The ABCs of Python: “def,” “class,” and leopards

Here are two more keywords in Python:

def

This is short for “define.” You use this word to tell the computer that you’re defining something called a function. As we discussed in the posts Um, What’s Your Function, Again? and Could You Pass the Delicious-Looking Plate of Parameters?, a function is a block of lego-like code that not only helps you keep your code orderly but makes it a lot easier to use it again in future programs (or use it multiple times in the same program).

With def, you’re telling the computer, “Hey, pay attention! You’ve gotta remember what we’re doing here so you can reference it when needed.” It’s sort of like when a choir conductor points to the lead singer, indicating, “It’s your turn to play the lead verse, and I mean now!” Here’s a super simple example of a function:

def leopard(): #name of the function and a bad rock n' roll pun
    print("snarl") #this is what it does
leopard() #this is how you call it

class

You might remember this keyword from the “Got Class?” post. Classes can be thought of as blueprints or templates that help you to create a variety of related Python objects. You might think of a  class as a sort of “uber function” that, among other things, helps create and control a bunch of other functions.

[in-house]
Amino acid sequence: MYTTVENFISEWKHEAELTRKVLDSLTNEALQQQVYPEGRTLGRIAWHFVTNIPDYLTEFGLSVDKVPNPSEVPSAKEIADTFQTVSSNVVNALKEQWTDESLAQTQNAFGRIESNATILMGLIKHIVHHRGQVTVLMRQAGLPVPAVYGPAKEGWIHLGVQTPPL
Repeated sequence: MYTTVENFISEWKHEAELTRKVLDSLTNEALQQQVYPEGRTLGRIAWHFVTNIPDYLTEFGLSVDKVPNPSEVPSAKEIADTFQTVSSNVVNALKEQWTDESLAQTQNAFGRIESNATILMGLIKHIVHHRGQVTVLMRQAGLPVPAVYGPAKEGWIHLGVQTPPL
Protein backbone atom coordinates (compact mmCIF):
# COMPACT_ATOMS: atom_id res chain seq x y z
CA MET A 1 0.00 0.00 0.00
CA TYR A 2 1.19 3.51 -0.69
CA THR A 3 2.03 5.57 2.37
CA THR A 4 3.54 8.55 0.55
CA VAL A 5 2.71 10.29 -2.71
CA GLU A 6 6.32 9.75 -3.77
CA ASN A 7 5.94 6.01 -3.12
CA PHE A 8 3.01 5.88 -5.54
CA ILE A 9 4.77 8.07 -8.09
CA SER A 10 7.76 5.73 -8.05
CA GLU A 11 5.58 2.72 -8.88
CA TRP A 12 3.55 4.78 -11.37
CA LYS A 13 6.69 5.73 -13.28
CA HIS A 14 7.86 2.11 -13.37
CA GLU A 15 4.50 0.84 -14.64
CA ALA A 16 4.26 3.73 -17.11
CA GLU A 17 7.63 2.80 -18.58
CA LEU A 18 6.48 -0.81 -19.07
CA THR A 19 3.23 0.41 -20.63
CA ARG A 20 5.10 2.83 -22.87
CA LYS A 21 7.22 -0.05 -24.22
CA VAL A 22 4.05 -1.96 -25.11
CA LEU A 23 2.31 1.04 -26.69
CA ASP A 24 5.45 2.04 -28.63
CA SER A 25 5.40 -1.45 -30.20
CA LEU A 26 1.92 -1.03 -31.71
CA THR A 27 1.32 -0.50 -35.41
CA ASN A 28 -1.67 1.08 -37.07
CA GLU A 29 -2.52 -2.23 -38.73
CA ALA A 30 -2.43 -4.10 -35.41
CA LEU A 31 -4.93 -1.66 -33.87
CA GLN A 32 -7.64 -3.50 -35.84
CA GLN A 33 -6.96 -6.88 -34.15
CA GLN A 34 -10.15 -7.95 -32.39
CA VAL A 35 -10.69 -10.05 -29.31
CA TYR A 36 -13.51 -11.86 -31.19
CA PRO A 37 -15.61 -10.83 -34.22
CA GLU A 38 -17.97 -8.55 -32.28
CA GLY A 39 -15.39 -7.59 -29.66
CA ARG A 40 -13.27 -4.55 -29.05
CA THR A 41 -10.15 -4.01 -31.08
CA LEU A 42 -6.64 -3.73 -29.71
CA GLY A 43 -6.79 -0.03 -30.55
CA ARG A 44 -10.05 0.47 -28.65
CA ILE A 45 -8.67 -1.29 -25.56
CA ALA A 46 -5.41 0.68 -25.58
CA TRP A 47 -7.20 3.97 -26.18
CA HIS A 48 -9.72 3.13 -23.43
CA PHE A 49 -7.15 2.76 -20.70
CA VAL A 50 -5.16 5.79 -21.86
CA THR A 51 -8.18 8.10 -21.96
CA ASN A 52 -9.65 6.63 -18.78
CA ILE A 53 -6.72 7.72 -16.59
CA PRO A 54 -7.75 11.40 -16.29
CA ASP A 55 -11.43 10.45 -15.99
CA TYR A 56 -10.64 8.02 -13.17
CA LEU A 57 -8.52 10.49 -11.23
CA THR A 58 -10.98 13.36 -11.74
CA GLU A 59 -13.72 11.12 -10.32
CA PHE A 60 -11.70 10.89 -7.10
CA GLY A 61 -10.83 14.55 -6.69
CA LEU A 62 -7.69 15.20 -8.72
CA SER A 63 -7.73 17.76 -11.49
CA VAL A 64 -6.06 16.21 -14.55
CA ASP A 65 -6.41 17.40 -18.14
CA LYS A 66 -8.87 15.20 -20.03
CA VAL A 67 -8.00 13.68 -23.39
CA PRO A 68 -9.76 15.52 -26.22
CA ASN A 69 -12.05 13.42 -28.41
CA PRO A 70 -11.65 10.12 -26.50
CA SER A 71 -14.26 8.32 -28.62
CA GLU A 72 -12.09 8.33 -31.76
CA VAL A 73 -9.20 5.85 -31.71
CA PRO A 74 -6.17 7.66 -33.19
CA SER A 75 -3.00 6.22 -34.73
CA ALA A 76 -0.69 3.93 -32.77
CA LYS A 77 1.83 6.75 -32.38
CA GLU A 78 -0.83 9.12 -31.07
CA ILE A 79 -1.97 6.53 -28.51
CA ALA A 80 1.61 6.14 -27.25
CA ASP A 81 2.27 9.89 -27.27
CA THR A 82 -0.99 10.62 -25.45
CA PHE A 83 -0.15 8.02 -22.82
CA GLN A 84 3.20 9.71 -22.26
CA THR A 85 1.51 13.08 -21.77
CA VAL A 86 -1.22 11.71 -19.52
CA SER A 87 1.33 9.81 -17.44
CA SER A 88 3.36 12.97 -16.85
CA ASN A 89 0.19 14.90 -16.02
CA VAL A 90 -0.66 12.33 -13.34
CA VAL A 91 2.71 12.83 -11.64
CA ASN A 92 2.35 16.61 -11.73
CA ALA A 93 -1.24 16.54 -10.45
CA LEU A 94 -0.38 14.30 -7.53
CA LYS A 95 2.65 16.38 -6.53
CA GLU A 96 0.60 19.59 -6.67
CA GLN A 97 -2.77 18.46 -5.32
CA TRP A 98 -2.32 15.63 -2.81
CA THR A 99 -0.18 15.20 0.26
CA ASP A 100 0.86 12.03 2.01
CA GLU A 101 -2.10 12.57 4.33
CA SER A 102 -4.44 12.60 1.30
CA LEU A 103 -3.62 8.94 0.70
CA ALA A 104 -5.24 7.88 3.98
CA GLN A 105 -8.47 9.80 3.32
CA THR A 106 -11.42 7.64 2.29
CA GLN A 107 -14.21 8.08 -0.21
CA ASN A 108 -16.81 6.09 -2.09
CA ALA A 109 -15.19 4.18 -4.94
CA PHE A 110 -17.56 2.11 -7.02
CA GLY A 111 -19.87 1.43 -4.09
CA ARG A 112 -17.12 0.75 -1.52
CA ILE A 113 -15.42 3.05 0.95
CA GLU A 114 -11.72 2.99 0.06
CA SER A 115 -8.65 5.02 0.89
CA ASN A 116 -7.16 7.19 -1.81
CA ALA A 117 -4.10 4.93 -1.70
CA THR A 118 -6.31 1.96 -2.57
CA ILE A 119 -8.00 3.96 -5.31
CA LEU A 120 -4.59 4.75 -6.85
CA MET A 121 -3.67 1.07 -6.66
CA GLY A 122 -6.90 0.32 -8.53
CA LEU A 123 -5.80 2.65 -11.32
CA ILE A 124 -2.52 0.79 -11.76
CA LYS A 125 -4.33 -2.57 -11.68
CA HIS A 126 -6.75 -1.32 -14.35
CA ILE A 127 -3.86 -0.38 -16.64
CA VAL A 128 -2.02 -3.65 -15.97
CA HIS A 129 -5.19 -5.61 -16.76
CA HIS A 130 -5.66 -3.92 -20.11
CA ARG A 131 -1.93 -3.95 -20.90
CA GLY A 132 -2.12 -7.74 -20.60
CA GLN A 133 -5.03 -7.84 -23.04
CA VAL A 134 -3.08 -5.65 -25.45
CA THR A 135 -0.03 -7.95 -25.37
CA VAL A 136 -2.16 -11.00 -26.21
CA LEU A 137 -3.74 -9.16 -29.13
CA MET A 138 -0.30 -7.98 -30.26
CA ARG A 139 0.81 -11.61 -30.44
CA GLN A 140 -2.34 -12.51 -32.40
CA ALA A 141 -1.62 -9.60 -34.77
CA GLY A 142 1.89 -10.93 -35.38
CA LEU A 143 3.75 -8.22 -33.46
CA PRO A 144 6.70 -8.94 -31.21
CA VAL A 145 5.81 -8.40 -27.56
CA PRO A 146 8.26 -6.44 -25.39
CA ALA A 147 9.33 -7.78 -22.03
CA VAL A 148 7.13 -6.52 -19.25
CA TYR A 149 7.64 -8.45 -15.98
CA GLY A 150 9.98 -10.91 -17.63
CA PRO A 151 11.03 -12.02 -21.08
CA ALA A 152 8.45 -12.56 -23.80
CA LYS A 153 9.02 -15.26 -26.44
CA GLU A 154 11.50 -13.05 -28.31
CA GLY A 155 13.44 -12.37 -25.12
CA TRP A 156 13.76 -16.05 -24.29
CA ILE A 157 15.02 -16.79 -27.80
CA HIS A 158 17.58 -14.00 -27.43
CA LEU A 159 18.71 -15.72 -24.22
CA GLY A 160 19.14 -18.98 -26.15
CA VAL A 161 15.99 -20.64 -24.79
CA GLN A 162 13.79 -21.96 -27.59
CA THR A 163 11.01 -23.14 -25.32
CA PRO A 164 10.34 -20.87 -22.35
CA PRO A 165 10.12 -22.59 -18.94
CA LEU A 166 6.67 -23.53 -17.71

But that’s not entirely accurate. This is probably a better definition: “A Python class is like an outline for creating a new object. An object is anything that you wish to manipulate or change while working through the code.”

But maybe it’s best if you just create few classes. Here’s a quick bit of code to remind you how it works. This one is a slightly modified version from the one on the official Python site:

class Leopardy:
    kind = 'cat'      # class variable shared by all instances
    def __init__(self, name):
        self.name = name #variable unique to each instance
d = Leopardy('Fangs')
e = Leopardy('Spot')
d.kind                  # shared by all leopards
e.kind                  # shared by all leopards
d.name                  # unique to d
e.name                  # unique to e
print(d.name)
print(d.kind)

If you run that code, you should get two things printed out: “Fangs” and “cat.”

Featured image from Def_Leppard_Allstate_Arena_7-19-12 wikipedia Wikipedia: Image by AngryApathy

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Mark R. Vickers

I am a writer, analyst, futurist and researcher. I've spent most of my working life as an editor and manager for research organizations focusing on social, business, technology, HR and management trends. But, perhaps more to the point for this blog, I'm curious about the universe and the myriad, often mysterious relationships therein.

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